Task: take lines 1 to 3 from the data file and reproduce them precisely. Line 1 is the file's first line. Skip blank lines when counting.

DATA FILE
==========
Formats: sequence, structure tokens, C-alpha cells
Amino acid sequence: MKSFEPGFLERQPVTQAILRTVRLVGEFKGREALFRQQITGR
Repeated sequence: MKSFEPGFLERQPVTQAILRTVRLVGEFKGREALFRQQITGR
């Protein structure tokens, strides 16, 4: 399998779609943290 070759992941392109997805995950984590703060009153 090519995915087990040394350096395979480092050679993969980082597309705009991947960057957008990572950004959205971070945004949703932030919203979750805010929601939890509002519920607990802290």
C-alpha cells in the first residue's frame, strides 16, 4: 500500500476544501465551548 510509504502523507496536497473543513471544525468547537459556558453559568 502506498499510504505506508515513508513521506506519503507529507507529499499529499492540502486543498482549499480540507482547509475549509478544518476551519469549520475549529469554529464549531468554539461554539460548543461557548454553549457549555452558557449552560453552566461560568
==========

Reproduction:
Formats: sequence, structure tokens, C-alpha cells
Amino acid sequence: MKSFEPGFLERQPVTQAILRTVRLVGEFKGREALFRQQITGR
Repeated sequence: MKSFEPGFLERQPVTQAILRTVRLVGEFKGREALFRQQITGR